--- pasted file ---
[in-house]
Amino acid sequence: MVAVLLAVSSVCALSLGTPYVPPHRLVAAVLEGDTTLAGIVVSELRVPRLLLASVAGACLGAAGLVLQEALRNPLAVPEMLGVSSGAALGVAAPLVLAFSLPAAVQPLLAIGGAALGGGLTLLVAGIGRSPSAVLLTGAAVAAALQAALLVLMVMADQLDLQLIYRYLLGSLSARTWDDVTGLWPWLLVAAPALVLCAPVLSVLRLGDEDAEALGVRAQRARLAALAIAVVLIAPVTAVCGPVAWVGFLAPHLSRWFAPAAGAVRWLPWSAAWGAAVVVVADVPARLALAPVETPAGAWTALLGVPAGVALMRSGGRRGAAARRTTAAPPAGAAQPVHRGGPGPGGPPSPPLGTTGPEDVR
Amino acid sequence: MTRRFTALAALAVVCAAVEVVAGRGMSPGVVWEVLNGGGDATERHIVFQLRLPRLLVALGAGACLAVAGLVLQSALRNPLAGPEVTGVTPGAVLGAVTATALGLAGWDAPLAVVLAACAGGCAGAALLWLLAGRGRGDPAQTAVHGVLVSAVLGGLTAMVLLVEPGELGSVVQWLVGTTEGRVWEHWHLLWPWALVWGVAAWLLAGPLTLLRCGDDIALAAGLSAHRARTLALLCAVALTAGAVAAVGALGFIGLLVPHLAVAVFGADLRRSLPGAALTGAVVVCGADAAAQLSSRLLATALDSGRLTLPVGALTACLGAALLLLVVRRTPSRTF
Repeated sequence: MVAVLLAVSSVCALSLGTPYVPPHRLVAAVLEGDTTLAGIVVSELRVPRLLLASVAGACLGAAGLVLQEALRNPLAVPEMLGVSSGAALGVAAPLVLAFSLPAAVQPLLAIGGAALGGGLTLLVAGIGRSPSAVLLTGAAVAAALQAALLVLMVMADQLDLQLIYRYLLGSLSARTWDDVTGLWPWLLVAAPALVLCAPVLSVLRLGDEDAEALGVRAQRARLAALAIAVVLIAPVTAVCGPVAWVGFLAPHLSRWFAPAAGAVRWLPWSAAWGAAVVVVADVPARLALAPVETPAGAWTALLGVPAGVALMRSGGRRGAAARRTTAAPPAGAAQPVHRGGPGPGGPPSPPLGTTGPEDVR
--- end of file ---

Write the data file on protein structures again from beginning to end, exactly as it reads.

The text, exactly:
[in-house]
Amino acid sequence: MVAVLLAVSSVCALSLGTPYVPPHRLVAAVLEGDTTLAGIVVSELRVPRLLLASVAGACLGAAGLVLQEALRNPLAVPEMLGVSSGAALGVAAPLVLAFSLPAAVQPLLAIGGAALGGGLTLLVAGIGRSPSAVLLTGAAVAAALQAALLVLMVMADQLDLQLIYRYLLGSLSARTWDDVTGLWPWLLVAAPALVLCAPVLSVLRLGDEDAEALGVRAQRARLAALAIAVVLIAPVTAVCGPVAWVGFLAPHLSRWFAPAAGAVRWLPWSAAWGAAVVVVADVPARLALAPVETPAGAWTALLGVPAGVALMRSGGRRGAAARRTTAAPPAGAAQPVHRGGPGPGGPPSPPLGTTGPEDVR
Amino acid sequence: MTRRFTALAALAVVCAAVEVVAGRGMSPGVVWEVLNGGGDATERHIVFQLRLPRLLVALGAGACLAVAGLVLQSALRNPLAGPEVTGVTPGAVLGAVTATALGLAGWDAPLAVVLAACAGGCAGAALLWLLAGRGRGDPAQTAVHGVLVSAVLGGLTAMVLLVEPGELGSVVQWLVGTTEGRVWEHWHLLWPWALVWGVAAWLLAGPLTLLRCGDDIALAAGLSAHRARTLALLCAVALTAGAVAAVGALGFIGLLVPHLAVAVFGADLRRSLPGAALTGAVVVCGADAAAQLSSRLLATALDSGRLTLPVGALTACLGAALLLLVVRRTPSRTF
Repeated sequence: MVAVLLAVSSVCALSLGTPYVPPHRLVAAVLEGDTTLAGIVVSELRVPRLLLASVAGACLGAAGLVLQEALRNPLAVPEMLGVSSGAALGVAAPLVLAFSLPAAVQPLLAIGGAALGGGLTLLVAGIGRSPSAVLLTGAAVAAALQAALLVLMVMADQLDLQLIYRYLLGSLSARTWDDVTGLWPWLLVAAPALVLCAPVLSVLRLGDEDAEALGVRAQRARLAALAIAVVLIAPVTAVCGPVAWVGFLAPHLSRWFAPAAGAVRWLPWSAAWGAAVVVVADVPARLALAPVETPAGAWTALLGVPAGVALMRSGGRRGAAARRTTAAPPAGAAQPVHRGGPGPGGPPSPPLGTTGPEDVR